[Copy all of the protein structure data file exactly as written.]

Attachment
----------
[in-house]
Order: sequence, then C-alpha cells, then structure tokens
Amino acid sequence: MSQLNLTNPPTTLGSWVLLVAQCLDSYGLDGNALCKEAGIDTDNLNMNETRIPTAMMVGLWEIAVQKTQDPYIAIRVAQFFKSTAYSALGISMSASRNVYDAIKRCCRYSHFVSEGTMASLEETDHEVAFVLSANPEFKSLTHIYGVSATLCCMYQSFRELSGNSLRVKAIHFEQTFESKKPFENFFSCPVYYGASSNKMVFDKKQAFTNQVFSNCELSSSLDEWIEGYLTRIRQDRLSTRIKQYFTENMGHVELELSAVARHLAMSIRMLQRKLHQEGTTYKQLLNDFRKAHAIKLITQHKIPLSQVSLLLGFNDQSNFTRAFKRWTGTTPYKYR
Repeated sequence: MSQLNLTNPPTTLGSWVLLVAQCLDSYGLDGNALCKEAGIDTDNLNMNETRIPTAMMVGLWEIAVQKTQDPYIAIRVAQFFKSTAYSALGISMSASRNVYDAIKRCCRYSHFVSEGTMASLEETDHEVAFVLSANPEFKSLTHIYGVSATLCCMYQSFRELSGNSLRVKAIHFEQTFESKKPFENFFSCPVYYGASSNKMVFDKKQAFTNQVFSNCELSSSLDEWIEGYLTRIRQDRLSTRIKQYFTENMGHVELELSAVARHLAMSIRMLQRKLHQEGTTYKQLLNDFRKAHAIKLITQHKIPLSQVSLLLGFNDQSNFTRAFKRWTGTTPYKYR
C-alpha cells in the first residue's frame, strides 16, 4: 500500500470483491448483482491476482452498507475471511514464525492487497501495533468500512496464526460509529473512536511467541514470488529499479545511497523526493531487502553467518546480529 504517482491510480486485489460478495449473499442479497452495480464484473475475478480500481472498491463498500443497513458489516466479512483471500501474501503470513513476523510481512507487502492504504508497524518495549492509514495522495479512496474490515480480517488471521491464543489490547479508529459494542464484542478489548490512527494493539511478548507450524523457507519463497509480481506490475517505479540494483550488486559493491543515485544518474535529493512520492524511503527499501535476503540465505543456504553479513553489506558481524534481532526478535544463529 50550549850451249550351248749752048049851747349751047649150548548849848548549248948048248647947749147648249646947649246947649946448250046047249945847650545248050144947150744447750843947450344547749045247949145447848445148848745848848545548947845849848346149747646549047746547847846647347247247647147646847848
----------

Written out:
[in-house]
Order: sequence, then C-alpha cells, then structure tokens
Amino acid sequence: MSQLNLTNPPTTLGSWVLLVAQCLDSYGLDGNALCKEAGIDTDNLNMNETRIPTAMMVGLWEIAVQKTQDPYIAIRVAQFFKSTAYSALGISMSASRNVYDAIKRCCRYSHFVSEGTMASLEETDHEVAFVLSANPEFKSLTHIYGVSATLCCMYQSFRELSGNSLRVKAIHFEQTFESKKPFENFFSCPVYYGASSNKMVFDKKQAFTNQVFSNCELSSSLDEWIEGYLTRIRQDRLSTRIKQYFTENMGHVELELSAVARHLAMSIRMLQRKLHQEGTTYKQLLNDFRKAHAIKLITQHKIPLSQVSLLLGFNDQSNFTRAFKRWTGTTPYKYR
Repeated sequence: MSQLNLTNPPTTLGSWVLLVAQCLDSYGLDGNALCKEAGIDTDNLNMNETRIPTAMMVGLWEIAVQKTQDPYIAIRVAQFFKSTAYSALGISMSASRNVYDAIKRCCRYSHFVSEGTMASLEETDHEVAFVLSANPEFKSLTHIYGVSATLCCMYQSFRELSGNSLRVKAIHFEQTFESKKPFENFFSCPVYYGASSNKMVFDKKQAFTNQVFSNCELSSSLDEWIEGYLTRIRQDRLSTRIKQYFTENMGHVELELSAVARHLAMSIRMLQRKLHQEGTTYKQLLNDFRKAHAIKLITQHKIPLSQVSLLLGFNDQSNFTRAFKRWTGTTPYKYR
C-alpha cells in the first residue's frame, strides 16, 4: 500500500470483491448483482491476482452498507475471511514464525492487497501495533468500512496464526460509529473512536511467541514470488529499479545511497523526493531487502553467518546480529 504517482491510480486485489460478495449473499442479497452495480464484473475475478480500481472498491463498500443497513458489516466479512483471500501474501503470513513476523510481512507487502492504504508497524518495549492509514495522495479512496474490515480480517488471521491464543489490547479508529459494542464484542478489548490512527494493539511478548507450524523457507519463497509480481506490475517505479540494483550488486559493491543515485544518474535529493512520492524511503527499501535476503540465505543456504553479513553489506558481524534481532526478535544463529 50550549850451249550351248749752048049851747349751047649150548548849848548549248948048248647947749147648249646947649246947649946448250046047249945847650545248050144947150744447750843947450344547749045247949145447848445148848745848848545548947845849848346149747646549047746547847846647347247247647147646847848